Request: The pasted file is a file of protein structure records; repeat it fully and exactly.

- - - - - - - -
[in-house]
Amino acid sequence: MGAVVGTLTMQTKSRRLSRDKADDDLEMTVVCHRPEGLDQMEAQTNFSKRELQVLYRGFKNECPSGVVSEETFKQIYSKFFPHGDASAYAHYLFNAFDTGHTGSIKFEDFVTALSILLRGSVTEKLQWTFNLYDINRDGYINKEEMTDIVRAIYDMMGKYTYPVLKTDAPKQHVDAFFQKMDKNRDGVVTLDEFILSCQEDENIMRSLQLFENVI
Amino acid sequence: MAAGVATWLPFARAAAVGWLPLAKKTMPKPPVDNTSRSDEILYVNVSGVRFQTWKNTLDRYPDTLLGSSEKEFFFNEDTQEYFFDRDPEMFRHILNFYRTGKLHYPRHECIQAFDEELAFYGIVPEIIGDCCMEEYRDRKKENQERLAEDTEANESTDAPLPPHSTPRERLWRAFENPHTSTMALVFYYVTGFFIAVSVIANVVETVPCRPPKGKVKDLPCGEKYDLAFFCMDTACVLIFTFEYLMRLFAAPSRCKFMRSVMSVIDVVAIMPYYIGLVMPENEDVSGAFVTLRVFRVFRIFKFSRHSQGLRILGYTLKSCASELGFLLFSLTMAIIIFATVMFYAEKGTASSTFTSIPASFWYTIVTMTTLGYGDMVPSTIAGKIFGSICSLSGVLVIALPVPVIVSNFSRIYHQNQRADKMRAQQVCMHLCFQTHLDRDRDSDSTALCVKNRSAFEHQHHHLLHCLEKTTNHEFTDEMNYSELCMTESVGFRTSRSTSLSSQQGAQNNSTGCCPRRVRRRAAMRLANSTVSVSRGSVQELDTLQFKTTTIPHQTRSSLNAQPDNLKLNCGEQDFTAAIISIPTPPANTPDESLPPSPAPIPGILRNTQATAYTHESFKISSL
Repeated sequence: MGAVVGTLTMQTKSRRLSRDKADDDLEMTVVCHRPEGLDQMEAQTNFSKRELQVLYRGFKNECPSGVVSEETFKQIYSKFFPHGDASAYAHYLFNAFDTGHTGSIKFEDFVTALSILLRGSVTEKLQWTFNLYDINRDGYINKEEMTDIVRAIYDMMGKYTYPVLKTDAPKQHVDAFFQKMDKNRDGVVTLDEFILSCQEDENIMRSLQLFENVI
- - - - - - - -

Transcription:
[in-house]
Amino acid sequence: MGAVVGTLTMQTKSRRLSRDKADDDLEMTVVCHRPEGLDQMEAQTNFSKRELQVLYRGFKNECPSGVVSEETFKQIYSKFFPHGDASAYAHYLFNAFDTGHTGSIKFEDFVTALSILLRGSVTEKLQWTFNLYDINRDGYINKEEMTDIVRAIYDMMGKYTYPVLKTDAPKQHVDAFFQKMDKNRDGVVTLDEFILSCQEDENIMRSLQLFENVI
Amino acid sequence: MAAGVATWLPFARAAAVGWLPLAKKTMPKPPVDNTSRSDEILYVNVSGVRFQTWKNTLDRYPDTLLGSSEKEFFFNEDTQEYFFDRDPEMFRHILNFYRTGKLHYPRHECIQAFDEELAFYGIVPEIIGDCCMEEYRDRKKENQERLAEDTEANESTDAPLPPHSTPRERLWRAFENPHTSTMALVFYYVTGFFIAVSVIANVVETVPCRPPKGKVKDLPCGEKYDLAFFCMDTACVLIFTFEYLMRLFAAPSRCKFMRSVMSVIDVVAIMPYYIGLVMPENEDVSGAFVTLRVFRVFRIFKFSRHSQGLRILGYTLKSCASELGFLLFSLTMAIIIFATVMFYAEKGTASSTFTSIPASFWYTIVTMTTLGYGDMVPSTIAGKIFGSICSLSGVLVIALPVPVIVSNFSRIYHQNQRADKMRAQQVCMHLCFQTHLDRDRDSDSTALCVKNRSAFEHQHHHLLHCLEKTTNHEFTDEMNYSELCMTESVGFRTSRSTSLSSQQGAQNNSTGCCPRRVRRRAAMRLANSTVSVSRGSVQELDTLQFKTTTIPHQTRSSLNAQPDNLKLNCGEQDFTAAIISIPTPPANTPDESLPPSPAPIPGILRNTQATAYTHESFKISSL
Repeated sequence: MGAVVGTLTMQTKSRRLSRDKADDDLEMTVVCHRPEGLDQMEAQTNFSKRELQVLYRGFKNECPSGVVSEETFKQIYSKFFPHGDASAYAHYLFNAFDTGHTGSIKFEDFVTALSILLRGSVTEKLQWTFNLYDINRDGYINKEEMTDIVRAIYDMMGKYTYPVLKTDAPKQHVDAFFQKMDKNRDGVVTLDEFILSCQEDENIMRSLQLFENVI